The apex court said it is the obligation of the husband to see that the wife does not become a destitute, a beggar and directed family courts to dispose of cases of maintenance, divorce, custody of child, property disputes as expeditiously as possible to ameliorate the agony and financial suffering of a woman who left her matrimonial home.
"In fact, it is the sacrosanct duty to render the financial support even if the husband is required to earn money with physical labour, if he is able bodied. There is no escape route unless there is an order from the Court that the wife is not entitled to get maintenance from the husband on any legally permissible grounds," a bench of justices Dipak Misra and V Gopala Gowda said.
Holding that wife is entitled in law to lead a life in the similar manner as she would have lived in the house of her husband, the bench said social status be also considered while fixing amount of maintenance.
"The concept of sustenance does not necessarily mean to lead the life of an animal, feel like an unperson to be thrown away from grace and roam for her basic maintenance somewhere else. She is entitled in law to lead a life in the similar manner as she would have lived in the house of her husband.
"That is where the status and strata come into play, and that is where the obligations of the husband, in case of a wife, become a prominent one. In a proceeding of this nature, the husband cannot take subterfuges to deprive her of the benefit of living with dignity," it said.
The apex court said it is impermissible that a wife is compelled to resign to her fate and "think of life dust unto dust", considering the solemn pledge at the time of marriage and also in consonance with the statutory law that governs the field.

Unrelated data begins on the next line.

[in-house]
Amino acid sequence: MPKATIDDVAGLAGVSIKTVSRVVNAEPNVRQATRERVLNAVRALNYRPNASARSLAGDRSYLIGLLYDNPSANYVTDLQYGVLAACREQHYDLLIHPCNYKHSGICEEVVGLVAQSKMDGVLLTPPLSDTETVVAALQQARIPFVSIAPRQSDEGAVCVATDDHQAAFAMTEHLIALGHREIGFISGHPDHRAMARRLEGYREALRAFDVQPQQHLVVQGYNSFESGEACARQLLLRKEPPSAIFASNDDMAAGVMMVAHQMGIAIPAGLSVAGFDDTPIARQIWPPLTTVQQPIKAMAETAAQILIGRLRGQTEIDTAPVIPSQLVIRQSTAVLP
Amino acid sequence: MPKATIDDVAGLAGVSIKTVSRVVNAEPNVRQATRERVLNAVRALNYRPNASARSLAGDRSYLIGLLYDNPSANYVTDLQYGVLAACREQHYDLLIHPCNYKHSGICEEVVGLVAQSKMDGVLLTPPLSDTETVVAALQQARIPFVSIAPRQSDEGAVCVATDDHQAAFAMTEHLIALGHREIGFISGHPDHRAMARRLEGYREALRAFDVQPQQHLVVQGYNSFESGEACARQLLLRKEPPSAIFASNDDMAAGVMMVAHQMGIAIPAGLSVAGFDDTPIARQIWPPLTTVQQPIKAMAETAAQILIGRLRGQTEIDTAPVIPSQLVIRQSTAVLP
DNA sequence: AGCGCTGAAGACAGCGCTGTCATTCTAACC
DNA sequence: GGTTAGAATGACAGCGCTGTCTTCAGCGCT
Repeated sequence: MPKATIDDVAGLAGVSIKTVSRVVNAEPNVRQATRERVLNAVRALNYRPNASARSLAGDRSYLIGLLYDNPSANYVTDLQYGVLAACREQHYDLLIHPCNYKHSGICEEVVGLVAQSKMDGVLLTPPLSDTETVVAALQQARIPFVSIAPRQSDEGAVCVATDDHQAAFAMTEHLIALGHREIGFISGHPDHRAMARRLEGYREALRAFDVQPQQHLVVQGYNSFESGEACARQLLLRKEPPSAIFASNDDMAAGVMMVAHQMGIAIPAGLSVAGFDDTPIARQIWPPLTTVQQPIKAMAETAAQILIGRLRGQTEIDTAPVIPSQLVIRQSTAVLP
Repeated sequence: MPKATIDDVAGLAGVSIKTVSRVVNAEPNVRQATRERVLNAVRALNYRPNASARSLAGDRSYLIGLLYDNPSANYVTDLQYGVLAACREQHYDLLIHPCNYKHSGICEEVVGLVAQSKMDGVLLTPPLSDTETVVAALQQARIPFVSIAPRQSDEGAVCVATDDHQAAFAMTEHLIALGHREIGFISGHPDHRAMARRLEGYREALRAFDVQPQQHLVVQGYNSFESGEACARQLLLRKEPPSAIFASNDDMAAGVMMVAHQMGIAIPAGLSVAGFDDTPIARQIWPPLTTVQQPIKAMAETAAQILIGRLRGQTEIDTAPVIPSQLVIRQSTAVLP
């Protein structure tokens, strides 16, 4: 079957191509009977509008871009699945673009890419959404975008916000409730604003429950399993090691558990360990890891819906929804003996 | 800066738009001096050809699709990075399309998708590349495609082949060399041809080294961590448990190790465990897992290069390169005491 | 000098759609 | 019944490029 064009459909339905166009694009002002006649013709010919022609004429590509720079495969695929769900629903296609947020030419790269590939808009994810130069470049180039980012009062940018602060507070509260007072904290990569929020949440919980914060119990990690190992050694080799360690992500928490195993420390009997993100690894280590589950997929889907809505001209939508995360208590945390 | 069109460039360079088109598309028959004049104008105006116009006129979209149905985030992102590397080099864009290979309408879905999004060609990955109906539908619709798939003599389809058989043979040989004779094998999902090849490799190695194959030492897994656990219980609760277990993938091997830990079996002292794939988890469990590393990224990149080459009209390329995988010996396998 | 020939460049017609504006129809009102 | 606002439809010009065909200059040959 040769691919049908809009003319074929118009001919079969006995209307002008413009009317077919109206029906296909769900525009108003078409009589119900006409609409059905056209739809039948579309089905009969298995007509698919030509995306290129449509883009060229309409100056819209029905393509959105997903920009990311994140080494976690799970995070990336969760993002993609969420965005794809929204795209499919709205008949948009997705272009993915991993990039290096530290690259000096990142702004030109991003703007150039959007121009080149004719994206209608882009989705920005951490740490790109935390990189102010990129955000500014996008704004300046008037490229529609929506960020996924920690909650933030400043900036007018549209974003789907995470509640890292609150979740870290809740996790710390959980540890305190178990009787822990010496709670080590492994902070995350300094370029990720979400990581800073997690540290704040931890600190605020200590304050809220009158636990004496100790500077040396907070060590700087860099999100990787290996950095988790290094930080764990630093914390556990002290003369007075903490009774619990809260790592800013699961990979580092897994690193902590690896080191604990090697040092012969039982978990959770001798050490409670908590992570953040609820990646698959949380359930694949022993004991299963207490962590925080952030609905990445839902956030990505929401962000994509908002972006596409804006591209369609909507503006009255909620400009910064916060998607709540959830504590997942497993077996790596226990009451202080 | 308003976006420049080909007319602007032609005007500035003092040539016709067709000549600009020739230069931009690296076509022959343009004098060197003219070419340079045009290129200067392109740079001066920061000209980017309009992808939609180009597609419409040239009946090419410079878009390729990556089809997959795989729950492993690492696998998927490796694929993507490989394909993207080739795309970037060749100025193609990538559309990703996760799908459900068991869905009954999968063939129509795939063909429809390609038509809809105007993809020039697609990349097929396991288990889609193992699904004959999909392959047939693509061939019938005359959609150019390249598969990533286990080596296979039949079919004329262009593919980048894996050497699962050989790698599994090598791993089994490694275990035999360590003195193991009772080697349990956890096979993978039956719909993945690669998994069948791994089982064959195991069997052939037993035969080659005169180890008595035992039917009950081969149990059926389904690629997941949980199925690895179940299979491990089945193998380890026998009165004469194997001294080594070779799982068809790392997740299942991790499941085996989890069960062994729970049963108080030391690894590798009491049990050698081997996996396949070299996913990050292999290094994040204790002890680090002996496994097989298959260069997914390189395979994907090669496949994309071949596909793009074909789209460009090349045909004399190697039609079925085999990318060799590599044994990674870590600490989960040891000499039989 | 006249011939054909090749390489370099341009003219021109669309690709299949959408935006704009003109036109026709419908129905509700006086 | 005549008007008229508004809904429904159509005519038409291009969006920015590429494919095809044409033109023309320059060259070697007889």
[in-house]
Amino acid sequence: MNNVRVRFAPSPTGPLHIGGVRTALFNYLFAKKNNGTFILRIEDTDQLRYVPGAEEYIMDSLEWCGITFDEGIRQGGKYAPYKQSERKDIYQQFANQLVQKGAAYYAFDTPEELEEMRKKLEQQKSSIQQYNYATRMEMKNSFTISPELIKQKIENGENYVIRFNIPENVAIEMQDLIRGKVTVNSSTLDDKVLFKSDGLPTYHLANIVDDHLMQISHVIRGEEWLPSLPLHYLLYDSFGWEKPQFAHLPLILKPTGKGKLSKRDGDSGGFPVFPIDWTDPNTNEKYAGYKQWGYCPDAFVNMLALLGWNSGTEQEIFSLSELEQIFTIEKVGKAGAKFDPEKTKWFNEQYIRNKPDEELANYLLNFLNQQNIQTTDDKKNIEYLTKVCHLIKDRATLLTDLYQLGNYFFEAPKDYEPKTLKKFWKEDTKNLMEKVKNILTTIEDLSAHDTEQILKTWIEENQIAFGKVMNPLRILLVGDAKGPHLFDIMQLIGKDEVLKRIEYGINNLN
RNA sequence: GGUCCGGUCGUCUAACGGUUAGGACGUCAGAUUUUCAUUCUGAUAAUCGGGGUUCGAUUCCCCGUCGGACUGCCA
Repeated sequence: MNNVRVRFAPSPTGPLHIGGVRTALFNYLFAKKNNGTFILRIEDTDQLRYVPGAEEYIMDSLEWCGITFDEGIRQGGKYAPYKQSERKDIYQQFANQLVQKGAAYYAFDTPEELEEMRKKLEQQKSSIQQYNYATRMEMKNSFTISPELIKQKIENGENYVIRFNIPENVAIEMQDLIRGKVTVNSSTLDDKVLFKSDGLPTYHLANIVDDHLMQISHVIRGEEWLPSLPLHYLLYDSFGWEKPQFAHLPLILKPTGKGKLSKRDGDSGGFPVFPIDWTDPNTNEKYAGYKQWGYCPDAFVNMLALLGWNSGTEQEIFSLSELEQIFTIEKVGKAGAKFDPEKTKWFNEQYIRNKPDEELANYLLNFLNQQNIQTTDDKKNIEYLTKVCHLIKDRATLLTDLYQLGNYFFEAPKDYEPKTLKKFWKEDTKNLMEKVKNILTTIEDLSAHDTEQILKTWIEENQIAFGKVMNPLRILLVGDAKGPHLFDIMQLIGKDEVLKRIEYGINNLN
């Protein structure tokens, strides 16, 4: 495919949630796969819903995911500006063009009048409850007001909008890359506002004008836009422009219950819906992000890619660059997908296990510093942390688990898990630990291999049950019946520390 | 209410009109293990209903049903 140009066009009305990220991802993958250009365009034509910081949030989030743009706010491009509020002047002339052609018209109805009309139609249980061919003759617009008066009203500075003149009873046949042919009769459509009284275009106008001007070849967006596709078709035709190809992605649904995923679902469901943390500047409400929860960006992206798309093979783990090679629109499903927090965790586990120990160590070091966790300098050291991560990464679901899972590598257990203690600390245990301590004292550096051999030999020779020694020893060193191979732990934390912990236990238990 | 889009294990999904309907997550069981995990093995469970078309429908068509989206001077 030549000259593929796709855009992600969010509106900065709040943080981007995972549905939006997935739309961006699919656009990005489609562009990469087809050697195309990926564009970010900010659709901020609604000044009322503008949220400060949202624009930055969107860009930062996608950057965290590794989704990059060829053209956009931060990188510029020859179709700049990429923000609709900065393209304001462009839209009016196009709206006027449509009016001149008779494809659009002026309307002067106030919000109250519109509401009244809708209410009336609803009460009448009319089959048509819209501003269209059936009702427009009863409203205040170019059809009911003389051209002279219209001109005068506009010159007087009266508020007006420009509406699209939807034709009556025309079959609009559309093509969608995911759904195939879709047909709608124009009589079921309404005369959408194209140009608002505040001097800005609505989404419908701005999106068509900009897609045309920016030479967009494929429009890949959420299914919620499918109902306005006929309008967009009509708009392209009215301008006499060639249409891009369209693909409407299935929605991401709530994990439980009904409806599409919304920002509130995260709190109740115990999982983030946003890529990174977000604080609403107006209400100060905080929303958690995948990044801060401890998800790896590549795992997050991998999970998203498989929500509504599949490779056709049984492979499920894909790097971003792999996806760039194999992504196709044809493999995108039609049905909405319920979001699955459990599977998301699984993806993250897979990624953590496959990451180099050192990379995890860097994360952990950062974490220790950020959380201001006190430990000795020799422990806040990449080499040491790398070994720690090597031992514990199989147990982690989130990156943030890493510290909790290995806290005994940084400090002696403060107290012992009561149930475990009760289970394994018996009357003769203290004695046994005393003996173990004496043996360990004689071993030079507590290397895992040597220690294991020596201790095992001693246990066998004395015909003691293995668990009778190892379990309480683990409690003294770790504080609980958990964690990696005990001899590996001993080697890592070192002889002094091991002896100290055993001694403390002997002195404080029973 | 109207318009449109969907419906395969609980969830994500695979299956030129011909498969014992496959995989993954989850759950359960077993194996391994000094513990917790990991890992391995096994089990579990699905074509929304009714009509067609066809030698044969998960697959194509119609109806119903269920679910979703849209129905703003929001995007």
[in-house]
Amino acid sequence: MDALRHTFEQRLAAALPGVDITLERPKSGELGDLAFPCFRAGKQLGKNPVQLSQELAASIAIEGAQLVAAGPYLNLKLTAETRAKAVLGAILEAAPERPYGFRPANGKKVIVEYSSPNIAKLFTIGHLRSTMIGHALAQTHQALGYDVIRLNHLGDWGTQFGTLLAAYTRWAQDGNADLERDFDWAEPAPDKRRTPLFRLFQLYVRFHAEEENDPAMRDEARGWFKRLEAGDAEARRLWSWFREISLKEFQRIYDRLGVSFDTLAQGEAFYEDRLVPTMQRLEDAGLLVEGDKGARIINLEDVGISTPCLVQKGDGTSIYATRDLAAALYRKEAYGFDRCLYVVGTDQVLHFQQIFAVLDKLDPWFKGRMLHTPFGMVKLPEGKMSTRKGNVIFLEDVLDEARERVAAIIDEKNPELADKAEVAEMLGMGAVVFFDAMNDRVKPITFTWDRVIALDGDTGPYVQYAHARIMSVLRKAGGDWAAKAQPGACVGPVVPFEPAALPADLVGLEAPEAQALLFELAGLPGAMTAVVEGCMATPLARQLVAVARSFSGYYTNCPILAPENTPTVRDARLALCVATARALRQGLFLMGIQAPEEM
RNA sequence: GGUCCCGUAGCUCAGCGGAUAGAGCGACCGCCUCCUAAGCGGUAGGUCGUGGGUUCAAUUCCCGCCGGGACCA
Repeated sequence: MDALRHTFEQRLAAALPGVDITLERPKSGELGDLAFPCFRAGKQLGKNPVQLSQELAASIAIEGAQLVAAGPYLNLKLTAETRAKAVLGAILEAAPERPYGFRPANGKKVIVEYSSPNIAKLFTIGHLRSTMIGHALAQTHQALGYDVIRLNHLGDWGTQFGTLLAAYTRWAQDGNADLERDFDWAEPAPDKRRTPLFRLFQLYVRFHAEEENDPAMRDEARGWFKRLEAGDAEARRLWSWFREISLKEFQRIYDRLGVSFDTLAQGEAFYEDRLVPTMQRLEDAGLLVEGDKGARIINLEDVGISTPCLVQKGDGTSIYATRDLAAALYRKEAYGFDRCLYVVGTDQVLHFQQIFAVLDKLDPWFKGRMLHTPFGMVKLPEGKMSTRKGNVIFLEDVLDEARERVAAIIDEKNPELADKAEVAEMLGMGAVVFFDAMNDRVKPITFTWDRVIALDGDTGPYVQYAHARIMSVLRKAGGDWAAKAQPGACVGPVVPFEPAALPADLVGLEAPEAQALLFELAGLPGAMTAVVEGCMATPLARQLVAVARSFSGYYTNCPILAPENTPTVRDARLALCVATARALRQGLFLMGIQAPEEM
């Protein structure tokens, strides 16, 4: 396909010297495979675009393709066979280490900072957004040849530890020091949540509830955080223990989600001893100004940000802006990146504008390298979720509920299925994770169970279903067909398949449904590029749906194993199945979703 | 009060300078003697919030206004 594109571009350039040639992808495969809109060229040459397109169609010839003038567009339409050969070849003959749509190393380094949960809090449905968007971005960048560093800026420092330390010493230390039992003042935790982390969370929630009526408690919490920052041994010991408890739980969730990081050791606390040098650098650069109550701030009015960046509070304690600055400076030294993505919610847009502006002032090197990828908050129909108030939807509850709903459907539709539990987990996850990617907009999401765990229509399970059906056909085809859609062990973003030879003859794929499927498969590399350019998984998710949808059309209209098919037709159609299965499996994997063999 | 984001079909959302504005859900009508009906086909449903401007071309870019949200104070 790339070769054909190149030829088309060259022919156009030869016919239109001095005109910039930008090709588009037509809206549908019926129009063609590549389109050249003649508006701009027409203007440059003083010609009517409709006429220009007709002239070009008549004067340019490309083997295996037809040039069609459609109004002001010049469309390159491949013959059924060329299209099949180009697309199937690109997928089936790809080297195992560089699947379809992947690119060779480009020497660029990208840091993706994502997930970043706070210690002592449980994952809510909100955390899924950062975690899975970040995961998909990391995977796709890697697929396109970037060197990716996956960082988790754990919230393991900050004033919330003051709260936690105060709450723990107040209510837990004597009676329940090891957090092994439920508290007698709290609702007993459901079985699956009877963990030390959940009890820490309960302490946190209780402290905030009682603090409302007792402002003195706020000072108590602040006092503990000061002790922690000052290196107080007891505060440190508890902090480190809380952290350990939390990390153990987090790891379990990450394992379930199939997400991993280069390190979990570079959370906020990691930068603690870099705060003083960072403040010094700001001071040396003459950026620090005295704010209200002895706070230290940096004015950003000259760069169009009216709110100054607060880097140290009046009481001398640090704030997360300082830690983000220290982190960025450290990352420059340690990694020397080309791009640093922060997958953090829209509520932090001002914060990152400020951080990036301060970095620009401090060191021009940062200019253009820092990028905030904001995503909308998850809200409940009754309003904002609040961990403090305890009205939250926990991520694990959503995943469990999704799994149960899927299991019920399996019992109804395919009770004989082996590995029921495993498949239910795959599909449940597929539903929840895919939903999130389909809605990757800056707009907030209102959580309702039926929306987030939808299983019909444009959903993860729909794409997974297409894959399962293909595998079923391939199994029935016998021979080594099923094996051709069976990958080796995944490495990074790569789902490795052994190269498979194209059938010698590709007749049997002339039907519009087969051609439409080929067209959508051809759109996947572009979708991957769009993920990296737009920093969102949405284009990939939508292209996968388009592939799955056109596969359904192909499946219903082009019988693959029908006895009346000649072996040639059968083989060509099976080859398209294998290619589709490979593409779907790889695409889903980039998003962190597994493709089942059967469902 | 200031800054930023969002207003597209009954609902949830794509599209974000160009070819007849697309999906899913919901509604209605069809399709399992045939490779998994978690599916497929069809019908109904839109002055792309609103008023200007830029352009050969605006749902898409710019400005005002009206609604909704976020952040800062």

"It is the obligation of the husband to see that the wife does not become a destitute, a beggar. A situation is not to be maladroitly created whereunder she is compelled to resign to her fate and think of life 'dust unto dust'. It is totally impermissible," the bench said.
The bench passed the order on an appeal filed by a man challenging the Rajasthan High Court order directing him to pay maintenance from the day his wife filed an application in a family court which took nine years to pass order.
The bench expressed displeasure over the delay in proceeding in family court, saying it is unfortunate that the case continued for nine years before the Family Court which is against human rights.
"This delay in adjudication by the Family Court is not only against human rights but also against the basic embodiment of dignity of an individual," the bench said.
"The approaches, as we perceive, not only defeat the command of the legislature but also frustrate the hope of wife and children who are deprived of adequate livelihood and whose aspirations perish like mushroom and possibly the brief candle of sustenance joins the marathon race of extinction," the bench said.